People are fond of taking dietary supplements because of their attractive promises for better health. Just like any other medicine, however, studies show that these dietary aids may also pose health risks.

In a new study, Australian researchers discovered that chromium, which is commonly taken by bodybuilders and dieters, partially converts into a carcinogen when it enters cells.

"We were able to show that oxidation of chromium inside the cell does occur, as it loses electrons and transforms into a carcinogenic form," says lead author Lindsay Wu from the University of NSW.

Chromium is available over the counter and is also taken by diabetic patients for insulin regulation. The findings of the new research now raise concerns about the long term effects of chromium.

"We can't say for certain whether it increases the risk of cancer ... [but] the fact that we can generate the carcinogenic form in living cells is quite a concern," says Wu.

Dietary supplements contain ingredients such as herbs, vitamins, minerals, amino acids, and enzymes and are sold in the form of capsules, tablets, liquids and powders. While these substances may claim that they can be a vital source of nutrients and can help reduce health risks, they should not be taken as a full replacement for meals. People should still eat a variety of food to ensure that they get all the necessary nutrients naturally needed by the body.

Aside from chromium, other dietary supplements may pose health risks. The U.S. FDA says that many supplements have active components that have strong biological effects. Such property may make these products unsafe in some events and may complicate health.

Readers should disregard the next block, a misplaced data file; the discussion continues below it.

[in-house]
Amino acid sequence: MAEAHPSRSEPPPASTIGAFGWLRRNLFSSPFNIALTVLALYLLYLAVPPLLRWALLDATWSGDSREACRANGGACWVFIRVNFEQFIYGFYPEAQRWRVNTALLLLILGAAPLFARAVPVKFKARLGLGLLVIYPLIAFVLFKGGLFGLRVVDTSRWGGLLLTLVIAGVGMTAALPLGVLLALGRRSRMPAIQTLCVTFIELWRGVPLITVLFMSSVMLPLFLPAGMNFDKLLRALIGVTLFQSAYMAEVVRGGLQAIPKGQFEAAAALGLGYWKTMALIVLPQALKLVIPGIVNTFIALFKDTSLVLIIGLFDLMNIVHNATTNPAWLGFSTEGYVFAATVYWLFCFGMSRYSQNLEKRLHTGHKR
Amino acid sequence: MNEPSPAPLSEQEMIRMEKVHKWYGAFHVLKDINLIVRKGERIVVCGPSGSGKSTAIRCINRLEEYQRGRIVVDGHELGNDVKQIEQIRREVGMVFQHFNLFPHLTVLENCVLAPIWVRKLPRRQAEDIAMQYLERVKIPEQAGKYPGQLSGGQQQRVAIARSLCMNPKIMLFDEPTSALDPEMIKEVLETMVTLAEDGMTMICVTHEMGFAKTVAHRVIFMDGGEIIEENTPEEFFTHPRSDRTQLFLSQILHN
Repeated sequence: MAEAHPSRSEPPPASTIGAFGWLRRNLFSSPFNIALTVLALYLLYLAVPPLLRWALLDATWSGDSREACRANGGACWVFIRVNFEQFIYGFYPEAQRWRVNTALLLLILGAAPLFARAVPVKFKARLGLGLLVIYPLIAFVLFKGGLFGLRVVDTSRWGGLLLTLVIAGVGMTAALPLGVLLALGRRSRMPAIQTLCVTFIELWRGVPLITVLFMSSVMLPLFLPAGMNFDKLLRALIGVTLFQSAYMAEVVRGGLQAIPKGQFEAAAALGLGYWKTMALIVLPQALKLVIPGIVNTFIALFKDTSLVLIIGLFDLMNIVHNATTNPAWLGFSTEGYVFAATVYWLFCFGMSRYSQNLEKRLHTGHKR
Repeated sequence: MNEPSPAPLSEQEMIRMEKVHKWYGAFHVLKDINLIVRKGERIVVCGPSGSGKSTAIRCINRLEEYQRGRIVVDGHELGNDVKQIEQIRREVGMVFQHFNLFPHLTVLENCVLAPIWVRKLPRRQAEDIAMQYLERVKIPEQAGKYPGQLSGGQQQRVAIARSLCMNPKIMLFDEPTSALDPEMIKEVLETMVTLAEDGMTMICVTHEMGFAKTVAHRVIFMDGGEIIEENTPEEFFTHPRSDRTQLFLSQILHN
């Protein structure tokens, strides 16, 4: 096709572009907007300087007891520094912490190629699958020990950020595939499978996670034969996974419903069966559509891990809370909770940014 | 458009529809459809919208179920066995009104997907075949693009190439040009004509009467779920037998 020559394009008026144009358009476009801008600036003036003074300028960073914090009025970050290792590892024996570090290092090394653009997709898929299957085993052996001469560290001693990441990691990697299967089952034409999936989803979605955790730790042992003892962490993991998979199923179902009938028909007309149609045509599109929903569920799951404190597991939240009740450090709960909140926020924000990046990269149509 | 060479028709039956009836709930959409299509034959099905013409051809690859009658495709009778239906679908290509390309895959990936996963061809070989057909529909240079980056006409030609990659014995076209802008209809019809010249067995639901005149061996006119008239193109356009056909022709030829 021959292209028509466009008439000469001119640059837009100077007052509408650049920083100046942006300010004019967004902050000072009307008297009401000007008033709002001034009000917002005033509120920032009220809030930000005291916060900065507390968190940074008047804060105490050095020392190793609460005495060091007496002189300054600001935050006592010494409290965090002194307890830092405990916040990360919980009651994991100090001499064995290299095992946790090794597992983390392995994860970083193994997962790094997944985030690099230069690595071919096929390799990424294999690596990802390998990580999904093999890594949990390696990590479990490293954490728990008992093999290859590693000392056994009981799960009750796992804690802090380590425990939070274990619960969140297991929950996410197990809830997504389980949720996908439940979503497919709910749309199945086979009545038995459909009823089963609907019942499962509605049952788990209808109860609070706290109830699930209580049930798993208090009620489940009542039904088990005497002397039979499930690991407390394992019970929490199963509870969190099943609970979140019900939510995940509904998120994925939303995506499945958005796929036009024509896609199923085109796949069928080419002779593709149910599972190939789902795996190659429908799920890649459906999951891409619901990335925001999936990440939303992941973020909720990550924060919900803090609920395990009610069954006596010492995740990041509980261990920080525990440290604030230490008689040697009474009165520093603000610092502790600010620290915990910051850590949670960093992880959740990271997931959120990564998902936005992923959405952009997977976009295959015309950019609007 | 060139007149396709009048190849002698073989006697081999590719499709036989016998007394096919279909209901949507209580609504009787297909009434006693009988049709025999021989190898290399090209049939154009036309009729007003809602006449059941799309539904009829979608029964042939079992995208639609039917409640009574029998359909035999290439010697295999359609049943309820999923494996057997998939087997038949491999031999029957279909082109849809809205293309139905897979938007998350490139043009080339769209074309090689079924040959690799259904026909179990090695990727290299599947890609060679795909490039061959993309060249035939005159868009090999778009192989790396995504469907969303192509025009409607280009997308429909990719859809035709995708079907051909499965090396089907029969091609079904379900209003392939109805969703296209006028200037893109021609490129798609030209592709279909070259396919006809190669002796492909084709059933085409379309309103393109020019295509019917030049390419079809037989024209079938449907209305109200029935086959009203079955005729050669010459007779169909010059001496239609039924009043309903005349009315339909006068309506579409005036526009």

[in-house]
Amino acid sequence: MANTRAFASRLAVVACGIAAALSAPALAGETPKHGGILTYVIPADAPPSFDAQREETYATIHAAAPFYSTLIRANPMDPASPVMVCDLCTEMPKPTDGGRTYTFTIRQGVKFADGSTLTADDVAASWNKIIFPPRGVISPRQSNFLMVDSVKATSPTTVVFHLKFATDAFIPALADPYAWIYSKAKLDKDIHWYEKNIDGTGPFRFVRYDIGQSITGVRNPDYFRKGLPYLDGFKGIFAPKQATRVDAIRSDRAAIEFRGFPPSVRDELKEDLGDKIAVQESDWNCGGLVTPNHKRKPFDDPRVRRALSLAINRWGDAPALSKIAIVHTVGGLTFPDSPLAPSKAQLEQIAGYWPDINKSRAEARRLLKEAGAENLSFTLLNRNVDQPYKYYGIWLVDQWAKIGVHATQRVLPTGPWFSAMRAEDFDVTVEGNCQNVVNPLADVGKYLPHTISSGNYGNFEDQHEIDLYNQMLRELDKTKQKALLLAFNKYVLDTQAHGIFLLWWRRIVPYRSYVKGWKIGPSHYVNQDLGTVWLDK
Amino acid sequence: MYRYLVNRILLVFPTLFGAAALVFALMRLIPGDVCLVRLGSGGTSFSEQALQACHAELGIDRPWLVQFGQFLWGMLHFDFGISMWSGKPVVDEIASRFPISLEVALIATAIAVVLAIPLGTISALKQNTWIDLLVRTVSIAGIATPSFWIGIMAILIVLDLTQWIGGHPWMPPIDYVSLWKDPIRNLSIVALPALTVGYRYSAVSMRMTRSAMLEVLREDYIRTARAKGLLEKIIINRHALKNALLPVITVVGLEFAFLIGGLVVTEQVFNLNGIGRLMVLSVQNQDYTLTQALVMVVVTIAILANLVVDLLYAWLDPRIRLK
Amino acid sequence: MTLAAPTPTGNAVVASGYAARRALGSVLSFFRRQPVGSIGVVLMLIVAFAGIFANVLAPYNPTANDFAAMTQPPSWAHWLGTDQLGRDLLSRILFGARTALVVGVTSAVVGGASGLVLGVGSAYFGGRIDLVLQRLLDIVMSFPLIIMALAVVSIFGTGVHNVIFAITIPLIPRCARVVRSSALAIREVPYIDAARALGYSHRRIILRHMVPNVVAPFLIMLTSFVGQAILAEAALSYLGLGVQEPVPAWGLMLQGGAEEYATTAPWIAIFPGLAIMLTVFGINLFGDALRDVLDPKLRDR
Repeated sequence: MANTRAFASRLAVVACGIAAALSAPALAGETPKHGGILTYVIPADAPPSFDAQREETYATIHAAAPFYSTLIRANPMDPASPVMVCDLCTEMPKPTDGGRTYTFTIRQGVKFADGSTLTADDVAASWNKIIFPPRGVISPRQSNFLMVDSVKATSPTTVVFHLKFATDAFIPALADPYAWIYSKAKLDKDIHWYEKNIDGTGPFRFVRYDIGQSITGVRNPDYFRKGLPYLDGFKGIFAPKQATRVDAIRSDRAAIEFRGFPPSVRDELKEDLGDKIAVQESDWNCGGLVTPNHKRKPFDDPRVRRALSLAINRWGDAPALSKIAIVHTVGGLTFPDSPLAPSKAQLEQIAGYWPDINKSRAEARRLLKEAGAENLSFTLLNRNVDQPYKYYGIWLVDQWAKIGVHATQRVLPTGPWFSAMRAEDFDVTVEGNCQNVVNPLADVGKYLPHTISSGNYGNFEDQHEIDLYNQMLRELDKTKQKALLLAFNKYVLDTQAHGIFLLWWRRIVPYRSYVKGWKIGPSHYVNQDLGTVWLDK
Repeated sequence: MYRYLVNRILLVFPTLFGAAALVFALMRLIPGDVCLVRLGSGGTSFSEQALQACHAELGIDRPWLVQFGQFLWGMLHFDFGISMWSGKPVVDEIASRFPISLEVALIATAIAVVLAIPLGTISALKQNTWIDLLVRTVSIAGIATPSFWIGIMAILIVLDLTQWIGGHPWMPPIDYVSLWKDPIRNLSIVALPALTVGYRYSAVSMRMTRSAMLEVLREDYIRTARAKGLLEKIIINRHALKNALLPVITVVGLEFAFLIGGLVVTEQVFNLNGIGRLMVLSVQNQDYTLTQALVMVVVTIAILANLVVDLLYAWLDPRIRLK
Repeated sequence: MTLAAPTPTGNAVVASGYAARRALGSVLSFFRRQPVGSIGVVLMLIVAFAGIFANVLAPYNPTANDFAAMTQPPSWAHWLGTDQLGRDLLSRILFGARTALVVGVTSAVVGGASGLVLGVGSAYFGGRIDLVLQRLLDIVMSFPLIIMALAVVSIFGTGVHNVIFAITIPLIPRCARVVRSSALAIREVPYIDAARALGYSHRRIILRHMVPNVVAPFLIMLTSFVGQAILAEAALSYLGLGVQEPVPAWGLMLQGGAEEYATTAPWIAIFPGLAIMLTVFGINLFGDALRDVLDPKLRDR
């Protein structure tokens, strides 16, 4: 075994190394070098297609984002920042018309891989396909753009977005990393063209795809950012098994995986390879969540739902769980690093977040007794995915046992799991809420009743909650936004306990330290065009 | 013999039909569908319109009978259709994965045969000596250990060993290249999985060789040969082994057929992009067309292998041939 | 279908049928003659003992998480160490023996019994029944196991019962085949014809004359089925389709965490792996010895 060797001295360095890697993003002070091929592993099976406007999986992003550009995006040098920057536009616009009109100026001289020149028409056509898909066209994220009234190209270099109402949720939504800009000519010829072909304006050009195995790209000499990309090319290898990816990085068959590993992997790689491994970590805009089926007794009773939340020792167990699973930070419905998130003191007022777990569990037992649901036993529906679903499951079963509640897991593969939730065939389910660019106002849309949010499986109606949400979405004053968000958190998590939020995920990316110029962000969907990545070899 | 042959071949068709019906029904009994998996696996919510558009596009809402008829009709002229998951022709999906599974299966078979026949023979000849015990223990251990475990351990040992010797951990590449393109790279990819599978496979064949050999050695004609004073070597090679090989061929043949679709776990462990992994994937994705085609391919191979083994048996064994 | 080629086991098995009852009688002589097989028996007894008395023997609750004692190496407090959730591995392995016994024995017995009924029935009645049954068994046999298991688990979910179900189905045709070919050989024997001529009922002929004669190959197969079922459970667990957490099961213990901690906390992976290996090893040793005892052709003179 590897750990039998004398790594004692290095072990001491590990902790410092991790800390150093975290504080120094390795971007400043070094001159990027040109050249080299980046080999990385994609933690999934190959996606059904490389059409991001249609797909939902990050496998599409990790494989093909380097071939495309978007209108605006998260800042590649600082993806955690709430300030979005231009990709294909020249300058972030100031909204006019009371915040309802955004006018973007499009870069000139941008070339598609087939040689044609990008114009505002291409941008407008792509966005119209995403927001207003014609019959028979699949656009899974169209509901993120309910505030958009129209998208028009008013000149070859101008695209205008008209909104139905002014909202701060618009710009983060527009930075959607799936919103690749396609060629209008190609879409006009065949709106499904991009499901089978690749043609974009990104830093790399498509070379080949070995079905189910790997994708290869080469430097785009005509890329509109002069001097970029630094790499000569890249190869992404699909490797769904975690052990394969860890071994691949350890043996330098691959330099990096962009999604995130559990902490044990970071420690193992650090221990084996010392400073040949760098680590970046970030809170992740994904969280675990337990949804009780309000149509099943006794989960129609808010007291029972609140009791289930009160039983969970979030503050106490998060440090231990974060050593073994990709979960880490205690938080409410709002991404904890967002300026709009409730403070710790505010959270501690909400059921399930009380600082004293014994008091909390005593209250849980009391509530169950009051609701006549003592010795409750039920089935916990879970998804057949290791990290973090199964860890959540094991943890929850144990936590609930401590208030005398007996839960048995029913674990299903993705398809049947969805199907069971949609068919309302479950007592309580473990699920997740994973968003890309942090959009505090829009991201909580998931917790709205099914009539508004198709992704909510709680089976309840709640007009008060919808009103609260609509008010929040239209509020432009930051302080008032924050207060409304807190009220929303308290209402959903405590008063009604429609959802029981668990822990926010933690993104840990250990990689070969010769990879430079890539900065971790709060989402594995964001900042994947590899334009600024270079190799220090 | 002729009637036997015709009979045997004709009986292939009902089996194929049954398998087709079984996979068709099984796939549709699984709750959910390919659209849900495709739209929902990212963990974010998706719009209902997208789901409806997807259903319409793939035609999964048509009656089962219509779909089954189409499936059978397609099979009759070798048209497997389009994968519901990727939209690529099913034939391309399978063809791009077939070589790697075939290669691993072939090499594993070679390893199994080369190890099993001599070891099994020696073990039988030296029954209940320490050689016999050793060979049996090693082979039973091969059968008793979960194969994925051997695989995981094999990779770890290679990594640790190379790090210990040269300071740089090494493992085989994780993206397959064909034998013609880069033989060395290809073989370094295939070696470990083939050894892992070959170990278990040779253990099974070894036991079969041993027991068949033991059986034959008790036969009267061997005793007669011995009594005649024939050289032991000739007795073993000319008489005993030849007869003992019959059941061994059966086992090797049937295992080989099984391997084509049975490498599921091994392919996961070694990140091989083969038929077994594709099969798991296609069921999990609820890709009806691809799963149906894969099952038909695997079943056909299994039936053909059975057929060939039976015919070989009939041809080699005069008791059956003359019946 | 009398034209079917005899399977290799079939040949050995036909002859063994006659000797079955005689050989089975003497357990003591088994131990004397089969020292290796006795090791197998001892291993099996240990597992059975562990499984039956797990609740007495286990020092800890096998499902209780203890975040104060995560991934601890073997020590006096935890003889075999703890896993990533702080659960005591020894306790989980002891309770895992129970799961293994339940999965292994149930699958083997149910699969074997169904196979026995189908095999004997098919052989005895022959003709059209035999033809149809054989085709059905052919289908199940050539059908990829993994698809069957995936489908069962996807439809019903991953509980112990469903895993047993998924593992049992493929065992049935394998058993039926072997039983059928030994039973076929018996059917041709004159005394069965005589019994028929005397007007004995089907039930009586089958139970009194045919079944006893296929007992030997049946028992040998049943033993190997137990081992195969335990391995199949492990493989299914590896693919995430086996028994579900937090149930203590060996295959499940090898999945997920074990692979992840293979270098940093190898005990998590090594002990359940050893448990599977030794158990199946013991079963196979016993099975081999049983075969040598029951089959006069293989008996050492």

For example, vitamin E, which was believed to have protective properties for the heart, was found to increase the risk of bleeding strokes. Studies also show that folic acid and other B vitamins contribute to cancer risks if taken in high doses. Ultimately, experts were not able to confirm that those substances prevented strokes and heart diseases as previously believed.

In 2013, U.S. poison control centers received more than 100,000 calls due to exposure to dietary supplements. Among this number, over 8,000 individuals had to be treated in a medical facility. More than 1,000 had moderate to severe conditions. Such number did not include minerals and electrolytes, which accounted for 2,500 cases that had to be treated in health care centers.

Supplement administration practices may contribute to the rise of health risks. Among the interventions that may give rise to unwanted consequences include combining supplements, taking supplements with prescription or over-the-counter drugs, substituting prescription drugs with supplements, overdosage and contraindications to certain medical and surgical procedures.

Among the most common dietary supplements available in the market include calcium, fish oil, ginseng, glucosamine, green tea and gingko. With the countless products being made available everywhere, coupled with the increased interest of consumers in boosting their health, there is no question about the popularity of dietary supplements now.

People should be careful in choosing the correct and safe products for them and be mindful of unwanted clinical effects before, during and after intake. In the U.S., the FDA is not responsible for authorizing dietary supplements, hence strict caution is advised.

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